In 1984-85, he was a part of the Mumbai selection committee and worked as a chief selector and managing committee member. In 2005, he started working as a ground in charge at the Wankhede Cricket Stadium and used to take care of the wicket and the outfield before the matches. In 2011, before the World Cup at the Wankhede Cricket Ground in Mumbai, he prepared the pitch for the tournament. He used to prepare the grounds and pitches of the west zone in the capacity of West Zone In-charge of BCCI’s Ground and Pitch Committee. In 2016, he retired as the curator and ground in charge of the Wankhede Cricket Stadium after he was criticized by Ravi Shastri because the pitch was not batsman-friendly. In an interview, he said that he could not take the things Shastri told him because he was 70 years old and had some pride.

Sudhir Naik as the ground in-charge discussing about the pitch

Sudhir Naik as the ground in-charge discussing about the pitch


Sudhir was admitted to the Intensive Care Unit (ICU) at the Hinduja Hospital in Mumbai on 24 March 2023 when he had a head injury after he fell down in his residence in Dadar. He died on 5 March 2023 because he could not recover from the injury. [3]The Times of India After his death, Zaheer Khan expressed his condolences on his death and said,

A day after he was hospitalised, I went and saw him. He was responding to the treatment. He recognised me and tried talking to me. I had a bit of a conversation with him. Knowing the personality that I have seen over the years, I was hoping he would fight through this. But it wasn’t to be. On Sunday night, he became critical, and we were told that the next 72 hours will be critical. While we were hoping for his recovery, all through this time, I have been recalling my innumerable conversations with him as soon as I moved to Mumbai.”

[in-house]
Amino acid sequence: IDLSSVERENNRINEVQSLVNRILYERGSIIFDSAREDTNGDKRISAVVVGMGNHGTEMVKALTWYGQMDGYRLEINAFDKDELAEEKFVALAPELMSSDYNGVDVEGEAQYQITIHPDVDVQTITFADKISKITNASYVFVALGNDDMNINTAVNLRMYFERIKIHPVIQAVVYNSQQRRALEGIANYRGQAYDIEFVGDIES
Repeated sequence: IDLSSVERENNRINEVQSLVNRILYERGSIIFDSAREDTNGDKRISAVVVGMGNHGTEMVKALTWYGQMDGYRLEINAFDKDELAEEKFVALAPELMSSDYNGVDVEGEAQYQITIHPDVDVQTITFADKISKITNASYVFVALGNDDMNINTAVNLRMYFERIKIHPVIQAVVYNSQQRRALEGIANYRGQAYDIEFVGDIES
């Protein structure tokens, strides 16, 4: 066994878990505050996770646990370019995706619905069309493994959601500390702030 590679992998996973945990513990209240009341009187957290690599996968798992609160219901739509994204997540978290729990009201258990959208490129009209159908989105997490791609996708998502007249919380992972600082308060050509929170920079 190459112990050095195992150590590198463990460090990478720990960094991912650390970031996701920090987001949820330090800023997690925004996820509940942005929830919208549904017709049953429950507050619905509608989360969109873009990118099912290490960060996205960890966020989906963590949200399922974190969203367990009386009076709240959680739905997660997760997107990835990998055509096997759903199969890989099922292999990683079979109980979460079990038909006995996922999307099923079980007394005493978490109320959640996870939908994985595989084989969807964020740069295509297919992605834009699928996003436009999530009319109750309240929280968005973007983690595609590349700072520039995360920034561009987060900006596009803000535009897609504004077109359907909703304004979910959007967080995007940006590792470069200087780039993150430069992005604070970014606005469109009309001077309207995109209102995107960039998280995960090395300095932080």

• He was a right-hand batsman.
  • Apart from cricket, he used to work as an organic chemist.
  • After 1974, he did not play cricket but started coaching at his own National Cricket Club, Mumbai. He coached cricketers like Zaheer Khan, Wasim Jaffer, Rajesh Pawar, Raju Sutar and Paras Mhambrey.

    Sudhir Naik with Zaheer Khan

    Sudhir Naik with Zaheer Khan

  • In 1975, he played his last Test at Eden Gardens against the West Indies.
  • His students in the club referred to him as James after James Bond.
  • In an interview, former India skipper Dilip Vengsarkar said that Sudhir was a straightforward person.
  • In the 1970s, during his tour to England, he was falsely accused of stealing two pairs of socks at a London departmental store. In an interview, he said that BCCI did not support him at all because, at that time, BCCI was not very strong. He suffered a lot because of the incident. In the book ‘Sunny Days,’ Sunil Gavaskar talked about the incident and said that Naik would have not felt the humiliation if he was given better lawyers to prove him innocent. However, after the incident happened to him, he scored a half-century in a test match. In an interview, former Mumbai captain, Milind Rege talked about the incident and said that Sudhir’s self-respect was so big that he would wear torn gloves but would never ask anybody for spare gloves.
  • In another interview, Milind Rege remembered the time spent with Sudhir and said when they used to play, they travelled together to Ranji Trophy games with their kits in a taxi. They used to spend half of the day together because they lived close to each other’s house and practised together. He also said that Sudhir was a great captain. In the interview, he further said,

    He was extremely sound tactically. That was his plus point. He knew his field placement, he knew the temperament of his players. Sudhir would never rebuke us on the field. He never told us, “ Kya kar raha hai? Barabar se bowling nahi ho raha hai (What are you doing? You are not bowling properly)… He would put his arm around us and be very cool and calm. In that final of 1970-71, we were all youngsters – most of us were in our early 20s – with the exception of Vijay Bhosale and Padmakar Shivalkar. We were just raw talents and he captained the team marvellously. He was a great leader.”